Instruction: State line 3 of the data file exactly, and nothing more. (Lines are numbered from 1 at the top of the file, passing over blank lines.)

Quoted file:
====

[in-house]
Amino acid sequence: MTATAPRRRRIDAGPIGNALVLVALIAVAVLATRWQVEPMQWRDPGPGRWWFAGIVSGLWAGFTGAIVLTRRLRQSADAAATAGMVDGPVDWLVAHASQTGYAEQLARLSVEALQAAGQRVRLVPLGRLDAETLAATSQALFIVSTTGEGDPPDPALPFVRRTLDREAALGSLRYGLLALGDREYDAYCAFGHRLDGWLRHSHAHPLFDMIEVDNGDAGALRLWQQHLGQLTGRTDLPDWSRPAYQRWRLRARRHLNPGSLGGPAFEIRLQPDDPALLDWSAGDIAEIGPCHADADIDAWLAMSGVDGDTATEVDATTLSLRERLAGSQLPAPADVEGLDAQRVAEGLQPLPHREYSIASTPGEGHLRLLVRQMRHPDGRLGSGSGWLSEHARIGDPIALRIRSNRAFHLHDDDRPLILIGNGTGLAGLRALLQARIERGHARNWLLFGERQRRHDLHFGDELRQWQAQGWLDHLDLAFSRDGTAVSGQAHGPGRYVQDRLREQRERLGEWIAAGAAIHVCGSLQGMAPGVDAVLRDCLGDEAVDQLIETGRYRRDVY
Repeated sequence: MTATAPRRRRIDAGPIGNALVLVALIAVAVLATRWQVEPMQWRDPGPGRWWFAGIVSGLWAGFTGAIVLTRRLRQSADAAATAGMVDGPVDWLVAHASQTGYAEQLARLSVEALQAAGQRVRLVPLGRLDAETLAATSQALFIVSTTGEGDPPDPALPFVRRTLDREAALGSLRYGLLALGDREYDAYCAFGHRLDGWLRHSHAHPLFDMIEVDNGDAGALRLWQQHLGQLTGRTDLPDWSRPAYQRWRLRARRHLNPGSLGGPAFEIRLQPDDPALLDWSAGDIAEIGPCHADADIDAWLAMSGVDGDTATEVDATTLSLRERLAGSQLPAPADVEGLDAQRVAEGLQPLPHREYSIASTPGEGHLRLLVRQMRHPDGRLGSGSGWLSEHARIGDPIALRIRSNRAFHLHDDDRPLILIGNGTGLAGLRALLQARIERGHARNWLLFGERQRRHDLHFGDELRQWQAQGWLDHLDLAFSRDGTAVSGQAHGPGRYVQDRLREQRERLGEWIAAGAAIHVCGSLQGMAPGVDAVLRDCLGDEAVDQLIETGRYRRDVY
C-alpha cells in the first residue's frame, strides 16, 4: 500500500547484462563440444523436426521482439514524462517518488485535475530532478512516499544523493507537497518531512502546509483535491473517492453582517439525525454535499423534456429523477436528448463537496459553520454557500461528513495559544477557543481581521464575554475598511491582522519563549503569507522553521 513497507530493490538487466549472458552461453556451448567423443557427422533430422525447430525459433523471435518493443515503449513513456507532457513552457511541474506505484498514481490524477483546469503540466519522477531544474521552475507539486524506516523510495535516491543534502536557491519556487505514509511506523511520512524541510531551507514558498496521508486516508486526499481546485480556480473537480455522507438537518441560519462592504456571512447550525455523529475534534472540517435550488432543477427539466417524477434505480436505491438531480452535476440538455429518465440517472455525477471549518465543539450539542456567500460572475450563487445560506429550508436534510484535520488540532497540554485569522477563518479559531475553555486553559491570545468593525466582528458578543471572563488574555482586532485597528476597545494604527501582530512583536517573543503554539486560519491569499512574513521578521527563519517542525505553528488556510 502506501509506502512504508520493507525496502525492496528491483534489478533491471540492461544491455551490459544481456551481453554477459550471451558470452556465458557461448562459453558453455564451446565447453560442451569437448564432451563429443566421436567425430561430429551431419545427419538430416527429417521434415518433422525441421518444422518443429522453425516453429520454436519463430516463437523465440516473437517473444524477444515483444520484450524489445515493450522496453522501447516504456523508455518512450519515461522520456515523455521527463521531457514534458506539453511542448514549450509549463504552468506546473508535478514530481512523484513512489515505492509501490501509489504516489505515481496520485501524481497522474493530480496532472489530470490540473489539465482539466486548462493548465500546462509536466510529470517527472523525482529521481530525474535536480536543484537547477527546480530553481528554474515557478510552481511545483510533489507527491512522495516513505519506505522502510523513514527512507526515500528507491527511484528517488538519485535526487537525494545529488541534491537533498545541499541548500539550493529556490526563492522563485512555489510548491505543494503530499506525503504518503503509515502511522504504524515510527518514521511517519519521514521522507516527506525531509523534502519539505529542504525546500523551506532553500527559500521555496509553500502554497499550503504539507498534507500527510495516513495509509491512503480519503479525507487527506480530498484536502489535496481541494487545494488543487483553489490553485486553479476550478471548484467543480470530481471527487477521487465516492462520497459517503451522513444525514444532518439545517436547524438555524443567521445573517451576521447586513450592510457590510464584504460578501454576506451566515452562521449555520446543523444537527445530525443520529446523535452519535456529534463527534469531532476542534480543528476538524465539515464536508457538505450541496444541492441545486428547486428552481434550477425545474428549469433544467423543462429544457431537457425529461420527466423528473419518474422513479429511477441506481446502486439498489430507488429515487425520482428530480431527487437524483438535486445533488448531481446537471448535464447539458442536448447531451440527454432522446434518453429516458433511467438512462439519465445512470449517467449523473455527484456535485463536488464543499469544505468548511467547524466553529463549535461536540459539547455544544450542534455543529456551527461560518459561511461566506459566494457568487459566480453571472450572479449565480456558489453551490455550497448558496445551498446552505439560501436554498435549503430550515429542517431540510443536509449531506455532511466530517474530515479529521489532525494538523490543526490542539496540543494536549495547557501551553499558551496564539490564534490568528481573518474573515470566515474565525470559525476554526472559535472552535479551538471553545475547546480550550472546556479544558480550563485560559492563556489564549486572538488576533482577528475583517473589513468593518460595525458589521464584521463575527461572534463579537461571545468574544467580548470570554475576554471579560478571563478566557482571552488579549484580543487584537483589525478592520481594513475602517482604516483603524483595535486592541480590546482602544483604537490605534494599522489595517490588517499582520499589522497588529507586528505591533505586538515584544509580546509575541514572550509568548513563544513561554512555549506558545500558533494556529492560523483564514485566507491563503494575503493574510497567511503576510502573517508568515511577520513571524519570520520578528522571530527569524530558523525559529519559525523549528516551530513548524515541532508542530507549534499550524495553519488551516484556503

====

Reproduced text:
Repeated sequence: MTATAPRRRRIDAGPIGNALVLVALIAVAVLATRWQVEPMQWRDPGPGRWWFAGIVSGLWAGFTGAIVLTRRLRQSADAAATAGMVDGPVDWLVAHASQTGYAEQLARLSVEALQAAGQRVRLVPLGRLDAETLAATSQALFIVSTTGEGDPPDPALPFVRRTLDREAALGSLRYGLLALGDREYDAYCAFGHRLDGWLRHSHAHPLFDMIEVDNGDAGALRLWQQHLGQLTGRTDLPDWSRPAYQRWRLRARRHLNPGSLGGPAFEIRLQPDDPALLDWSAGDIAEIGPCHADADIDAWLAMSGVDGDTATEVDATTLSLRERLAGSQLPAPADVEGLDAQRVAEGLQPLPHREYSIASTPGEGHLRLLVRQMRHPDGRLGSGSGWLSEHARIGDPIALRIRSNRAFHLHDDDRPLILIGNGTGLAGLRALLQARIERGHARNWLLFGERQRRHDLHFGDELRQWQAQGWLDHLDLAFSRDGTAVSGQAHGPGRYVQDRLREQRERLGEWIAAGAAIHVCGSLQGMAPGVDAVLRDCLGDEAVDQLIETGRYRRDVY